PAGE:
– The fact that you made the cornmeal for immediate consumption means that you don’t need to worry about the shelf-stability of your coarse-ground cornmeal.


– You need a good high-speed blender or seed grinder.

– Dry kernels of corn

  1. Put the dry kernels of corn in a high-speed blender or seed grinder.
  2. Run the blender or grinder at top speed for one minute and stop to check the texture of your cornmeal.
  3. Close the blender and run it for another 30 seconds if the meal hasn’t reached the desired fineness.
  4. Take the ground corn from the blender, sieve it, and return the large pieces that don’t go through the sieve to the blender and rerun it. Continue until you attain the desired texture. Finely ground cornmeal typically requires to be ground three times.

Proper storage of your newly ground cornmeal is an essential part of its production.

In this section, we shall see that you can store corneal for a long time. However, this meal is most nutritious in the first few days of making it. Also, note that it’s made from whole grain can quickly go rancid if you don’t store it well.  

The best way to store your cornmeal is inside an airtight container or a sealable silicone bag. You should then keep the container in a cool dark place. The cornmeal can remain healthy for up to a year in this state. Shelf-life may be reduced by the frequent opening of the container when scooping some cornmeal to use.

You can increase the life of your cornmeal by having a smaller container where you put the cornmeal you want to use in a few days. By doing this, you avoid opening the main container except when necessary.

Cornmeal can be frozen if you want to keep it for longer. In an airtight container, frozen remains unspoiled for up to two years. It is usually possible to prepare your cornmeal directly from the freezer without having to defrost it.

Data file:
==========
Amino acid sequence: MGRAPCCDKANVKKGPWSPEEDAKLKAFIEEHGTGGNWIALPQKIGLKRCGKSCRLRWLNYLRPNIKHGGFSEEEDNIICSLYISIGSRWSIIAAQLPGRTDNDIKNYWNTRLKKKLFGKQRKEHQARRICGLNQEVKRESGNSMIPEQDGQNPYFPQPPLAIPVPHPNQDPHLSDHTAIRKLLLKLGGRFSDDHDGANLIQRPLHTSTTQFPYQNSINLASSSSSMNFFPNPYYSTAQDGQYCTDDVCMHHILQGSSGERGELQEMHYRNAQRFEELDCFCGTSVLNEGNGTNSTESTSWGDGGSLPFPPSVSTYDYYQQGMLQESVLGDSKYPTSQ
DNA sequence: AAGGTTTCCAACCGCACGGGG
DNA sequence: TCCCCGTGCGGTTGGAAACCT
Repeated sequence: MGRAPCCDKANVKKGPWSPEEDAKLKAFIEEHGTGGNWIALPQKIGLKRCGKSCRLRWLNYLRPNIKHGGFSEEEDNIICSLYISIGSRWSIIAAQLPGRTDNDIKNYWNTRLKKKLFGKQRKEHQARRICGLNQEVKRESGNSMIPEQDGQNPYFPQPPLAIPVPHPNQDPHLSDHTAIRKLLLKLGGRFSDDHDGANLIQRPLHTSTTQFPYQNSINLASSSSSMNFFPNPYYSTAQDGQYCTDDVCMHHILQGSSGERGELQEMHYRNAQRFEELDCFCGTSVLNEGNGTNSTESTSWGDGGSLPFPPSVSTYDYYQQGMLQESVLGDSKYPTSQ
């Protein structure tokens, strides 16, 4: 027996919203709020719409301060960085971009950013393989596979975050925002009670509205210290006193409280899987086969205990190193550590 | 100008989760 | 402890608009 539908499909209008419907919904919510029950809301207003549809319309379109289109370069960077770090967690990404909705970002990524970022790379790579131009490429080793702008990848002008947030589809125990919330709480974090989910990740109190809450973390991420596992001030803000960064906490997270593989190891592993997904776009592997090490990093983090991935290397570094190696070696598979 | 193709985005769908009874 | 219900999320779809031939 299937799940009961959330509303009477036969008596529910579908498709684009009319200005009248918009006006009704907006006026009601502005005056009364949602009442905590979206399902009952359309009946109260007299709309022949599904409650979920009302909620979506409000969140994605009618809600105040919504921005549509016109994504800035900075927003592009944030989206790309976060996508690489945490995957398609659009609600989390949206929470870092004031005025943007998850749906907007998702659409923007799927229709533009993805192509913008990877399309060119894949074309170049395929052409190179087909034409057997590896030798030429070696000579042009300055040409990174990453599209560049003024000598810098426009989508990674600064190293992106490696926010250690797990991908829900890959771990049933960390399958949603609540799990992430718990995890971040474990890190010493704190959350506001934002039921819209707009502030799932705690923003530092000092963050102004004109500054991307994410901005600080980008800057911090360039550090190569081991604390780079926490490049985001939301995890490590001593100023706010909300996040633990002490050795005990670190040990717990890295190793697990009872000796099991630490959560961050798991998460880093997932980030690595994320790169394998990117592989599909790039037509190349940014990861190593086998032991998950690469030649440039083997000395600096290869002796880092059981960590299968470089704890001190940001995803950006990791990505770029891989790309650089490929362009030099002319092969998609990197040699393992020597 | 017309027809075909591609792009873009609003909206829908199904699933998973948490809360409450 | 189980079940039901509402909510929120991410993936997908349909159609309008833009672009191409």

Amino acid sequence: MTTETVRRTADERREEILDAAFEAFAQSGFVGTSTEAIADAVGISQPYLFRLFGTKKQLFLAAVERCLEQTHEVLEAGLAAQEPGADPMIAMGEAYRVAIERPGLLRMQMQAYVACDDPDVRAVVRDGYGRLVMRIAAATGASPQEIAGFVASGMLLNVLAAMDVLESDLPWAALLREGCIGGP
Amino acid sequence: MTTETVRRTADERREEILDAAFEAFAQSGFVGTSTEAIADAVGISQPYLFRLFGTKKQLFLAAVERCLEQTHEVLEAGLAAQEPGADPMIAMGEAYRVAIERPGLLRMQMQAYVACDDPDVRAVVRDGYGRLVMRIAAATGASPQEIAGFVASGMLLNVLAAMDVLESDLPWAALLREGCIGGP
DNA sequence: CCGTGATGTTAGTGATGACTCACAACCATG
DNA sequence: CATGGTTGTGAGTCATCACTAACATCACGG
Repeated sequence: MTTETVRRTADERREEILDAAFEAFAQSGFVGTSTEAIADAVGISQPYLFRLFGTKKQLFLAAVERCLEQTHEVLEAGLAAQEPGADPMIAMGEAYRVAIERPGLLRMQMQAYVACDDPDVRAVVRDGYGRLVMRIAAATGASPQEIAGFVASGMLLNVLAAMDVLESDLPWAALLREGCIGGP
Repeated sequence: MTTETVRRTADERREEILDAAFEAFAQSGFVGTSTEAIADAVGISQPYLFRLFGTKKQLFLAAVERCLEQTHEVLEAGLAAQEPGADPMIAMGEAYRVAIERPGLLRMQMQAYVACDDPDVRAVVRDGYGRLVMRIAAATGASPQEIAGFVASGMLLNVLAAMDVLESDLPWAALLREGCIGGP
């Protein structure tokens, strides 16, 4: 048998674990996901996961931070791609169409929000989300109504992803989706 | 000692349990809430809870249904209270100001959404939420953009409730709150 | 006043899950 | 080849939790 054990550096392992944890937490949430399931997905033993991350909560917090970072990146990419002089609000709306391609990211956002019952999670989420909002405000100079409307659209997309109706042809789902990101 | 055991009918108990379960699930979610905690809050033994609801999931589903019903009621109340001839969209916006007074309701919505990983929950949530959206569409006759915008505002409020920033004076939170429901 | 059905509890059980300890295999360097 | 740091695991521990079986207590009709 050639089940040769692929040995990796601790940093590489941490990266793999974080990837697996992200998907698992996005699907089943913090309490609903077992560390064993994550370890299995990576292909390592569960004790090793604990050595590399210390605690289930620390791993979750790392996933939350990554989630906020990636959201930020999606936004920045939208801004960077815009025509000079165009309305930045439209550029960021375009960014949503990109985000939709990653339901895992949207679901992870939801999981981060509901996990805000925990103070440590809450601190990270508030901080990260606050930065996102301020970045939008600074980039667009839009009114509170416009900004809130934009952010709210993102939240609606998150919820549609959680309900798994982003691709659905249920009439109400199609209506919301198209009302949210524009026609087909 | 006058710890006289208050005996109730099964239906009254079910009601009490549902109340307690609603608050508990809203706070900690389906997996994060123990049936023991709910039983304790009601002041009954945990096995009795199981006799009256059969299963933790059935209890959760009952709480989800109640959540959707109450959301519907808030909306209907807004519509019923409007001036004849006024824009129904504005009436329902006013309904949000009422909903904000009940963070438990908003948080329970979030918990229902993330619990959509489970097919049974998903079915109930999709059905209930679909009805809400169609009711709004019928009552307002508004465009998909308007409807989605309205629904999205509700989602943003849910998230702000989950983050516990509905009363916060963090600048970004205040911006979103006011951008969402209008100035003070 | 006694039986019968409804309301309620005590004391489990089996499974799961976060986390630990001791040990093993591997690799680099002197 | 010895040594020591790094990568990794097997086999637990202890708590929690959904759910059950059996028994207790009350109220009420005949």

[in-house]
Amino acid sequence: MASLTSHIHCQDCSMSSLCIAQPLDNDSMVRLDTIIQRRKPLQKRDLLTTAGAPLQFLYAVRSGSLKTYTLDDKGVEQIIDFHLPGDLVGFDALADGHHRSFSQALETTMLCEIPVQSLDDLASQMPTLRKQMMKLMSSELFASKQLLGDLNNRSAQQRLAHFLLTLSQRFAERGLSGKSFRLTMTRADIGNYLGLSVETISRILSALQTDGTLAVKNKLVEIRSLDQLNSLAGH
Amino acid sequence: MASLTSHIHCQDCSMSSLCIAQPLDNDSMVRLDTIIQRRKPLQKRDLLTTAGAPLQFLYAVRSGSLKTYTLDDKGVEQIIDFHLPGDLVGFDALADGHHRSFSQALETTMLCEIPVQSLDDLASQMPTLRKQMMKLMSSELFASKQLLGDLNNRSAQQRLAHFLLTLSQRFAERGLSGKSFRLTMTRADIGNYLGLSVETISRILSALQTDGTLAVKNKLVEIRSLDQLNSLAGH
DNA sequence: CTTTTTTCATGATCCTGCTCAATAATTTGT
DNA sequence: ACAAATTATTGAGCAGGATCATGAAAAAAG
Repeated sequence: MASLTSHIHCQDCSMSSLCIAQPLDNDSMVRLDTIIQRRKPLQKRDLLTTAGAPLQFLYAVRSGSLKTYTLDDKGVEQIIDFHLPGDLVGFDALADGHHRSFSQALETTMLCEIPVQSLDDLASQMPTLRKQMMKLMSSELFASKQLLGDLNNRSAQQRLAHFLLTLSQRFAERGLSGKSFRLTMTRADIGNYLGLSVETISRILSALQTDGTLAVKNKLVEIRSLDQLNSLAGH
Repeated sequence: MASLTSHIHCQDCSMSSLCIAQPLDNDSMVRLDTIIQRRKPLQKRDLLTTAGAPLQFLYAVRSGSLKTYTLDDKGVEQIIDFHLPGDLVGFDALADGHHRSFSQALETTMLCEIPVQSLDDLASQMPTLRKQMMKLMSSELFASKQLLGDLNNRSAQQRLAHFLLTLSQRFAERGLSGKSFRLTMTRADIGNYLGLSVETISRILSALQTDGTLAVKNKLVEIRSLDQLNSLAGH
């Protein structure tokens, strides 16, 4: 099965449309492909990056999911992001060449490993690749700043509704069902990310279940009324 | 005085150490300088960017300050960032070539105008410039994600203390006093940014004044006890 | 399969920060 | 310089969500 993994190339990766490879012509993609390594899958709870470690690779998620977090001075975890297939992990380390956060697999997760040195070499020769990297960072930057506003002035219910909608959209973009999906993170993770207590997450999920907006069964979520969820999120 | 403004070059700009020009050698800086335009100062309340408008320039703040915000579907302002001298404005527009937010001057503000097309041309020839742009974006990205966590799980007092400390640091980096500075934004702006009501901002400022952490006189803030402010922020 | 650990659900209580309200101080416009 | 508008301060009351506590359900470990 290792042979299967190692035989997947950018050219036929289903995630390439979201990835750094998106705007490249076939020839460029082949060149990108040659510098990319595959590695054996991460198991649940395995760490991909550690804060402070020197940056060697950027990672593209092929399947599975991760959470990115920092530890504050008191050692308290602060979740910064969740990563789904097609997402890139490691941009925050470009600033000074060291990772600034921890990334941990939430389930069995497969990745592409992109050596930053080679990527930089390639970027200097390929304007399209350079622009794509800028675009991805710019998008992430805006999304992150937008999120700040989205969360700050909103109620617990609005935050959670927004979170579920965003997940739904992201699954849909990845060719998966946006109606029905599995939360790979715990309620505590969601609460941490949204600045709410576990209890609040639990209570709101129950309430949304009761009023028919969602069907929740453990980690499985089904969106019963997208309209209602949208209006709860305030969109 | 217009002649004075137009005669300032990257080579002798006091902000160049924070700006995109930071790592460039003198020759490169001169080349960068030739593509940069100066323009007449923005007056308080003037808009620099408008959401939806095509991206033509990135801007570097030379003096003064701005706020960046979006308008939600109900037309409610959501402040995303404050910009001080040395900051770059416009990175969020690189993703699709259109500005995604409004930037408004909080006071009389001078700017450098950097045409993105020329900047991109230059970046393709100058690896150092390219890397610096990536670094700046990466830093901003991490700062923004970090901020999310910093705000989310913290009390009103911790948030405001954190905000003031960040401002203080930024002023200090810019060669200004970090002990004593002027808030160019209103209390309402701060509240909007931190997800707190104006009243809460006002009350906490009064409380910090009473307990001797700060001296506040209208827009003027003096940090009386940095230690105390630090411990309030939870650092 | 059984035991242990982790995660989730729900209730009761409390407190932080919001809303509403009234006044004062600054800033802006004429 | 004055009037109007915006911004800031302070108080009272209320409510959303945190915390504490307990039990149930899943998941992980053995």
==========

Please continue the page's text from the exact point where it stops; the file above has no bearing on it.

Freezing cornmeal, especially when you can make it at home, may not be a good idea because it may have lost some freshness. You are better off making enough of it for you to use for a few days when it is still fresh and nutritious.

Types of Corn Used to Make Cornmeal 

Field and Dent Corn 

This is the variety most often for to make cornmeal, especially by commercial manufacturers. Its wide use in making dry corn products has made its flavor synonymous with corn. Thus, when people talk about corn flavor, they are talking about the taste of field and dent corn. This variety is also starchier than other types of corn.

Pop Corn 

Popcorn is typically not used to make cornmeal, but you can use it at home. It has the correct moisture content, and it is nutritious. Whatever you make from this cornmeal will have the aromatic smell and taste of popcorn.

Sweet Corn 

Commercial manufacturers would probably not consider making cornmeal using sweet corn, but you can make it at home.

Your homemade cornmeal will have the taste, color, and smell of the type of corn you use. You make cornmeal from any variety besides the ones listed above as long as the corn is dry enough. Drying the corn is as critical a step in preparing cornmeal as any other.